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The drought tolerance of six green-and yellow-podded varieties of green beans with different genetic backgrounds was tested in the phytotron. During the week prior to flowering the plants were kept either at 25/15°C (day/night) or at high temperature (30/15°C), with RH 75% and optimum water supplies. The heat-stressed plants were then divided into three groups; the first was returned to the control (25/15°C) chamber (RH 75%, optimum water supplies), while the second and third were exposed to mild drought stress (RH 60%, 50% water) at temperatures of 30/15°C and 35/25°C, respectively, throughout the flowering period.The varieties survived the short period of heat stress (30/15°C) prior to flowering without damage provided the temperature during flowering was reduced to 25/15°C and the water supplies were optimum. There was a sharp increase in the carotene level in the leaves of drought-stressed plants when the temperature during flowering was 30/15°C, but in plants exposed to 35/25°C during flowering the level dropped to near the control level. The latter group exhibited considerable damage, with a reduction in the water-soluble antioxidant content (ACW: antioxidant capacity of water-soluble substances) and the chlorophyll b content compared with the control.The antioxidant content (ACW) in the dark green leaves of green-podded varieties was lower than in the yellow-podded varieties and did not change as the result of drought and heat stress. In yellow-podded varieties, however, there was a significant decline in ACW in response to stress. Differences between the varieties in their adaptability to drought and heat could be detected as changes in the chlorophyll and carotene contents of the leaves even at 30/15°C.

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. – Romero , L. : 2004 . Changes in biomass, enzymatic activity and protein concentration in roots and leaves of green bean plants ( Phaseolus vulgaris L . cv. Strike) under high NH 4 NO 3 application rates. Scientia Horticulturae. 99. 3–4 : 237 – 248

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Bourne, M. C. (1987): Effect of blanch temperature on kinetics of thermal softening of carrots and green beans. J. Fd Sci. , 52 , 667-668, 690. Effect of blanch temperature on kinetics of thermal softening of carrots and green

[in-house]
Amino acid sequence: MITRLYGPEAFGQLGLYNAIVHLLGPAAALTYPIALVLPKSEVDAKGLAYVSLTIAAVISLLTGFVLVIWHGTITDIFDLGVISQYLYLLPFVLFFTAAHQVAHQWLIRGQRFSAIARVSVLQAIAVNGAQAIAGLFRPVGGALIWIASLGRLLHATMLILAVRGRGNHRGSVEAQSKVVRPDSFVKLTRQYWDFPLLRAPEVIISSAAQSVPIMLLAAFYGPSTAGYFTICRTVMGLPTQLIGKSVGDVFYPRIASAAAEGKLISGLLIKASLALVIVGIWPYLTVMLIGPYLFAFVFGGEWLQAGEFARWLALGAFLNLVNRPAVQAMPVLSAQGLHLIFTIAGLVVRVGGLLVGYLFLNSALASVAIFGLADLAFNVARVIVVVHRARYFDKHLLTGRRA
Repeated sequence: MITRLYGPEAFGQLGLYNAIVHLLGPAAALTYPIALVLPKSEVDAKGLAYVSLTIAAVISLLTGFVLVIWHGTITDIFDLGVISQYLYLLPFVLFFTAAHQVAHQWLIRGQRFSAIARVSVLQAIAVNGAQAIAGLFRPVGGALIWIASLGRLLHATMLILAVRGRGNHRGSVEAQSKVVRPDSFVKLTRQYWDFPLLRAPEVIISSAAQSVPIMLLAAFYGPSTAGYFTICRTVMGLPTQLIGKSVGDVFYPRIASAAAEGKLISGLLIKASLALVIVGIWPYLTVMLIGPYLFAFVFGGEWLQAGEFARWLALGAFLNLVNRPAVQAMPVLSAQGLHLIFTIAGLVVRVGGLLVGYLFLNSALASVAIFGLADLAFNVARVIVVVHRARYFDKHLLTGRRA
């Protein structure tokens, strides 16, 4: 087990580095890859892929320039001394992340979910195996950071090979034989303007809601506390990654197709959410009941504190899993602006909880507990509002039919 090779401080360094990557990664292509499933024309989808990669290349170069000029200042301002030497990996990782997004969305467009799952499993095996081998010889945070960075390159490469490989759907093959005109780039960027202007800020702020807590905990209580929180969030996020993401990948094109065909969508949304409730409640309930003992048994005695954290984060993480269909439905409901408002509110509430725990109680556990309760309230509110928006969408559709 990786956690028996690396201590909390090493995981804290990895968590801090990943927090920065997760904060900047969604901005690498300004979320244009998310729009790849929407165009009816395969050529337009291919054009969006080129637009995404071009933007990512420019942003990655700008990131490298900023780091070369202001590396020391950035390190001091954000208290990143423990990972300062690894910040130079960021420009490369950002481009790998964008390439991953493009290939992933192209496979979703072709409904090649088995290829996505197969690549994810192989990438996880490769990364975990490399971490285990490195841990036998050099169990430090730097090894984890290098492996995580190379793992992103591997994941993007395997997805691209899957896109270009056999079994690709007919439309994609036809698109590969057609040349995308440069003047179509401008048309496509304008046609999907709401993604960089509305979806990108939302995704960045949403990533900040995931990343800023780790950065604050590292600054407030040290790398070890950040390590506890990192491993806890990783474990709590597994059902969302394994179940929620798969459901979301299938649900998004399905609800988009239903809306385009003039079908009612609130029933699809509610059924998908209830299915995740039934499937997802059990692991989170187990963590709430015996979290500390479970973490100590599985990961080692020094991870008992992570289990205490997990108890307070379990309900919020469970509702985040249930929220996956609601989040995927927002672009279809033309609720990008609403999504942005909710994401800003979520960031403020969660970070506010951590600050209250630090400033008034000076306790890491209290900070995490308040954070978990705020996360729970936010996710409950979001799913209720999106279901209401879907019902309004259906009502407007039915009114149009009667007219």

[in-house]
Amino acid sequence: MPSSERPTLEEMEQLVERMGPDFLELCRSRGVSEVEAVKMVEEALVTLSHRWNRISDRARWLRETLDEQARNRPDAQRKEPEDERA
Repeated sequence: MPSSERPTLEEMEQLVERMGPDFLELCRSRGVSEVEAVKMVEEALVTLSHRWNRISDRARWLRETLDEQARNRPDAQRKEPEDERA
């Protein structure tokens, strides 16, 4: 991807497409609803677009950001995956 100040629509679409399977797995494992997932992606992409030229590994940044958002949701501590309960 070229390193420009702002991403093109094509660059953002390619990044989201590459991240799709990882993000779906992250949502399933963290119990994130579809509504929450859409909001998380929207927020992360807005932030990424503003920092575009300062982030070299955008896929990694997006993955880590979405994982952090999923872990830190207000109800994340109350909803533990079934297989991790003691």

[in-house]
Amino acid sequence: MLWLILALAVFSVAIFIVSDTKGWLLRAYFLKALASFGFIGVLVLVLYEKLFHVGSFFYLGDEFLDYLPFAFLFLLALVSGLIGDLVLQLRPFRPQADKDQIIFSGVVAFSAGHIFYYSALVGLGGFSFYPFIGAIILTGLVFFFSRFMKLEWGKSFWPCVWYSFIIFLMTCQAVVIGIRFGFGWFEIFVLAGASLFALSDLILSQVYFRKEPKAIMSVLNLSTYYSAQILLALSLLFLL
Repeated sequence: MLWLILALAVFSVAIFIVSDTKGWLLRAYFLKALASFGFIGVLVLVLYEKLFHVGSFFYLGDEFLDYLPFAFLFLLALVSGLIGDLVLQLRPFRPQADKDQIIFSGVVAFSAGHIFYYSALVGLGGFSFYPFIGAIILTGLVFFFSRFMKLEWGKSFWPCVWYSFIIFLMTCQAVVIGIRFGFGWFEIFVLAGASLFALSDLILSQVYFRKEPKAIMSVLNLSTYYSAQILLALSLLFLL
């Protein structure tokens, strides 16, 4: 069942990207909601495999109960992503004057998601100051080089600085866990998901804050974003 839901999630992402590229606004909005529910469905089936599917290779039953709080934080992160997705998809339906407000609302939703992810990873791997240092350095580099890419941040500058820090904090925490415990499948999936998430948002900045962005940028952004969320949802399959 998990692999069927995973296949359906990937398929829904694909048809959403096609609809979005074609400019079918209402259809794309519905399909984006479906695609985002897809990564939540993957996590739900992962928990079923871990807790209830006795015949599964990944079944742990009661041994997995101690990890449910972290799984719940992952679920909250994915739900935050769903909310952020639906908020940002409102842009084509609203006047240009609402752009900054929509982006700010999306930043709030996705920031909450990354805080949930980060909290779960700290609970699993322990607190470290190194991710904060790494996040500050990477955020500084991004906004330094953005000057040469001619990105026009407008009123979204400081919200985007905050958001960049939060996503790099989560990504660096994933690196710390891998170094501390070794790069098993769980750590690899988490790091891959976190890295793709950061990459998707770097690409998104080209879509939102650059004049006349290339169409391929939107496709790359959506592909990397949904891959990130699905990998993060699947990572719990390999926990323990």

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, J. (2005): Study of lipoxygenase and peroxidase as indicator enzymes in green beans: change of enzyme activity, ascorbic acid and chlorophylls during frozen storage. J. Fd Engng , 66 , 187–192. Acar J

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Bourne, M. C. (1987): Effect of blanch temperature on kinetics of thermal softening of carrots and green beans. J. Fd Sci. , 52 , 667-668, 690. Effect of blanch temperature on kinetics

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659 665 Siegrist, J., Glenewinkel, D., Kolle, C. and Schmidtke, M. (1997): Chemically induced resistance in green bean against bacterial and fungal pathogens. J. Plant Dis

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. (2008) Yield and quality response of drip irrigated green beans under full and deficit irrigation. Sci Hort 117(2):95–102. Gencel B. Yield and quality response of drip irrigated

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period. Similar results were obtained for frozen/thawed green beans and carrots ( Redmond et al., 2004 ) and for dehydrofrozen/thawed melon. Indeed, colour of frozen/thawed melon previously air dehydrated was not influenced by frozen storage for 4 months

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Acta Chromatographica
Authors: Leonel Vinicius Constantino, Douglas Mariani Zeffa, Alessandra Koltun, Mariana Ragassi Urbano, Alisson Wilson Santos Sanzovo and Suzana Lucy Nixdorf

Introduction Coffee is known worldwide for its appreciable beverage, and Brazil is one of the largest producers and exporters of green beans, with a total production of 3,019,051 tons and an average yield of 15,135 kg/ha [ 1

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Acta Chromatographica
Authors: Lenche Velkoska-Markovska, Mirjana S. Jankulovska, Biljana Petanovska-Ilievska and Kristijan Hristovski

quality is strictly related to the chemical composition of the roasted beans, which is affected by the composition of the green beans and post-harvesting processing conditions [ 2 ]. Typical compounds in coffee, such as caffeine, trigonelline, and

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